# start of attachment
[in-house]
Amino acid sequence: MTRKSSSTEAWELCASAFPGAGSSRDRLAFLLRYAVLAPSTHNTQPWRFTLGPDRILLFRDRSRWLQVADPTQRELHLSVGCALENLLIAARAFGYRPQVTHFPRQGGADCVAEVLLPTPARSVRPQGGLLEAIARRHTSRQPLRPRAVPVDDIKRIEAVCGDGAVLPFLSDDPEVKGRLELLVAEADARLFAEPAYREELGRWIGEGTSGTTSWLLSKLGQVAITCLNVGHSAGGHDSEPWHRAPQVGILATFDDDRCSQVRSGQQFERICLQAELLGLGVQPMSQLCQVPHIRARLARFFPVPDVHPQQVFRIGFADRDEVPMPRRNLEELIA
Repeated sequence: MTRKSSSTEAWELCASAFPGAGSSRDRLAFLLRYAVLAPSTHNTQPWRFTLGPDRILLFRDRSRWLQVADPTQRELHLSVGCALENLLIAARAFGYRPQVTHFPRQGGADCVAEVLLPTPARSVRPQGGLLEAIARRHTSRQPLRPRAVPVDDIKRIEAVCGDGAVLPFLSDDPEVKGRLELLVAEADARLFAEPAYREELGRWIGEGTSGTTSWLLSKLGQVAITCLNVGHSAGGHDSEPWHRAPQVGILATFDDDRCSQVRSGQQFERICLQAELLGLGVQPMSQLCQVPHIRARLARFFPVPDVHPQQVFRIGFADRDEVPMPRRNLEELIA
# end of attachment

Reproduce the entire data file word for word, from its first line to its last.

[in-house]
Amino acid sequence: MTRKSSSTEAWELCASAFPGAGSSRDRLAFLLRYAVLAPSTHNTQPWRFTLGPDRILLFRDRSRWLQVADPTQRELHLSVGCALENLLIAARAFGYRPQVTHFPRQGGADCVAEVLLPTPARSVRPQGGLLEAIARRHTSRQPLRPRAVPVDDIKRIEAVCGDGAVLPFLSDDPEVKGRLELLVAEADARLFAEPAYREELGRWIGEGTSGTTSWLLSKLGQVAITCLNVGHSAGGHDSEPWHRAPQVGILATFDDDRCSQVRSGQQFERICLQAELLGLGVQPMSQLCQVPHIRARLARFFPVPDVHPQQVFRIGFADRDEVPMPRRNLEELIA
Repeated sequence: MTRKSSSTEAWELCASAFPGAGSSRDRLAFLLRYAVLAPSTHNTQPWRFTLGPDRILLFRDRSRWLQVADPTQRELHLSVGCALENLLIAARAFGYRPQVTHFPRQGGADCVAEVLLPTPARSVRPQGGLLEAIARRHTSRQPLRPRAVPVDDIKRIEAVCGDGAVLPFLSDDPEVKGRLELLVAEADARLFAEPAYREELGRWIGEGTSGTTSWLLSKLGQVAITCLNVGHSAGGHDSEPWHRAPQVGILATFDDDRCSQVRSGQQFERICLQAELLGLGVQPMSQLCQVPHIRARLARFFPVPDVHPQQVFRIGFADRDEVPMPRRNLEELIA